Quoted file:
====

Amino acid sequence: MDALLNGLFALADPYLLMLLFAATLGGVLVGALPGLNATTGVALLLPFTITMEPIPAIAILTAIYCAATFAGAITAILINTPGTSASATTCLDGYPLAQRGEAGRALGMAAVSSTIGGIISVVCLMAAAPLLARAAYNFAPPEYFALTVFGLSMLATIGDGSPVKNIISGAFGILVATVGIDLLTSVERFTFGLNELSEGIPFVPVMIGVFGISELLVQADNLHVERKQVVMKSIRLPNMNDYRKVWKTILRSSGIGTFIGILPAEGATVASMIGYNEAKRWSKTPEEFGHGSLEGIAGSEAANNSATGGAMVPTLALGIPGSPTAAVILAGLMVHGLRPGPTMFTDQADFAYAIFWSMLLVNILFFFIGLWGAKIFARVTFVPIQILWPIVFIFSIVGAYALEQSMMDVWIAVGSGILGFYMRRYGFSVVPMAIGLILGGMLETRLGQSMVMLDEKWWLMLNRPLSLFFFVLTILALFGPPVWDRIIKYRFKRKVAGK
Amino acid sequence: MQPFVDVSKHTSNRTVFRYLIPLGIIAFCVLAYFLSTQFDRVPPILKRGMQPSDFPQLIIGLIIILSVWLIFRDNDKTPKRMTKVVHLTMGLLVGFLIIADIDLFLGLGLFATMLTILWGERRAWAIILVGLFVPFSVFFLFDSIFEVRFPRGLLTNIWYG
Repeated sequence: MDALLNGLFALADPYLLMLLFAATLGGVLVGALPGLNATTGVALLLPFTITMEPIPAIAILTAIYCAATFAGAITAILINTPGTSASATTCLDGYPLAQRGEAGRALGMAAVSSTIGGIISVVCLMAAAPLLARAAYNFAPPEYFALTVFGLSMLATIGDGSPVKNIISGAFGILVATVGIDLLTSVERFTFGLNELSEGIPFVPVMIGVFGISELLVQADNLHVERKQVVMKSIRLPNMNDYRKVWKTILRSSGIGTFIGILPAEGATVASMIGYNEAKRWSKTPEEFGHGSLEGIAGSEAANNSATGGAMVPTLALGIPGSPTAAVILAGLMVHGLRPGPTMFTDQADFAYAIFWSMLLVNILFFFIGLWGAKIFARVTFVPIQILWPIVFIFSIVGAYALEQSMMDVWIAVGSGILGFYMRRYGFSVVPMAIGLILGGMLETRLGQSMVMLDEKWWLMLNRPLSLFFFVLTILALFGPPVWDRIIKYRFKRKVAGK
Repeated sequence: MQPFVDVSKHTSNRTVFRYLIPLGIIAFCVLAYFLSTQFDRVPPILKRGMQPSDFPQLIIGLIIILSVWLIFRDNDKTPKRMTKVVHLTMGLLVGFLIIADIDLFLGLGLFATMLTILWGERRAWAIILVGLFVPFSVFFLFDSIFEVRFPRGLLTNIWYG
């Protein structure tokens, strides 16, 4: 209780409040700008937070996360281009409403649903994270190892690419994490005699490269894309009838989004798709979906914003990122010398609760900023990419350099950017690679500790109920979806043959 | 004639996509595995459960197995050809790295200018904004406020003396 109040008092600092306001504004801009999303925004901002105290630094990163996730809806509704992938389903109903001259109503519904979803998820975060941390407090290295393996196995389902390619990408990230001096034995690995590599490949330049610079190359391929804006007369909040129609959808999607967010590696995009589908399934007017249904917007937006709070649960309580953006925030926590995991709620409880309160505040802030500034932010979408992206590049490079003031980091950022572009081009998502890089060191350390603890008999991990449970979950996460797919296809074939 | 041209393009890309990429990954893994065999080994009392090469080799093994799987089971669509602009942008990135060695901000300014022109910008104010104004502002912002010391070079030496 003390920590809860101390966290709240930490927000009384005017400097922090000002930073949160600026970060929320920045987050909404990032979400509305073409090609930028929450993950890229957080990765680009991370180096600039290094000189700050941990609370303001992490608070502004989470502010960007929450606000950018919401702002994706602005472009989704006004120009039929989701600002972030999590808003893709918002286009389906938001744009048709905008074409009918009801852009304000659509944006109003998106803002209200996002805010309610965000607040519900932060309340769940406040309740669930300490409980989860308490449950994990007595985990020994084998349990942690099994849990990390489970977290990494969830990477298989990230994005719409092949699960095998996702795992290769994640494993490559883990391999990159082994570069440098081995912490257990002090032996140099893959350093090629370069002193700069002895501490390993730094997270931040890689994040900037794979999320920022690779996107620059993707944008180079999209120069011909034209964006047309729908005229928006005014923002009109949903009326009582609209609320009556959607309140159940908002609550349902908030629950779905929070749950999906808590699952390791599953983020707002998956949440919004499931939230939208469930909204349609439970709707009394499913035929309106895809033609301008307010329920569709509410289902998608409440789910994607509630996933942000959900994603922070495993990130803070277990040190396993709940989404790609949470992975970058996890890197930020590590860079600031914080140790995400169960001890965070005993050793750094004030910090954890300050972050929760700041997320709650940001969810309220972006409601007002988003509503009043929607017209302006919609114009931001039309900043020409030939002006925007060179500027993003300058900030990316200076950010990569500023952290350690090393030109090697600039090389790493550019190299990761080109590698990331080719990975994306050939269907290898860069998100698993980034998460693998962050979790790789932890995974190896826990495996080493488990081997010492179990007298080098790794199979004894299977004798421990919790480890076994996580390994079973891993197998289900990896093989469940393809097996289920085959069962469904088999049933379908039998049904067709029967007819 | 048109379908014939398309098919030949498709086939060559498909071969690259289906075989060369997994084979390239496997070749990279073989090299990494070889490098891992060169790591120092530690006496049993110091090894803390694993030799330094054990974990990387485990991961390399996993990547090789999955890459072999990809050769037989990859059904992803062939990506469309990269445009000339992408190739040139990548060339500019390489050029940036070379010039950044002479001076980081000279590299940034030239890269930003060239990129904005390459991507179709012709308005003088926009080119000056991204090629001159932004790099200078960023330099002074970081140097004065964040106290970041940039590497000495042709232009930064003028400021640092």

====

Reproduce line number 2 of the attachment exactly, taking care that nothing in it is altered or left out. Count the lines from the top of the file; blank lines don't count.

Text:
Amino acid sequence: MQPFVDVSKHTSNRTVFRYLIPLGIIAFCVLAYFLSTQFDRVPPILKRGMQPSDFPQLIIGLIIILSVWLIFRDNDKTPKRMTKVVHLTMGLLVGFLIIADIDLFLGLGLFATMLTILWGERRAWAIILVGLFVPFSVFFLFDSIFEVRFPRGLLTNIWYG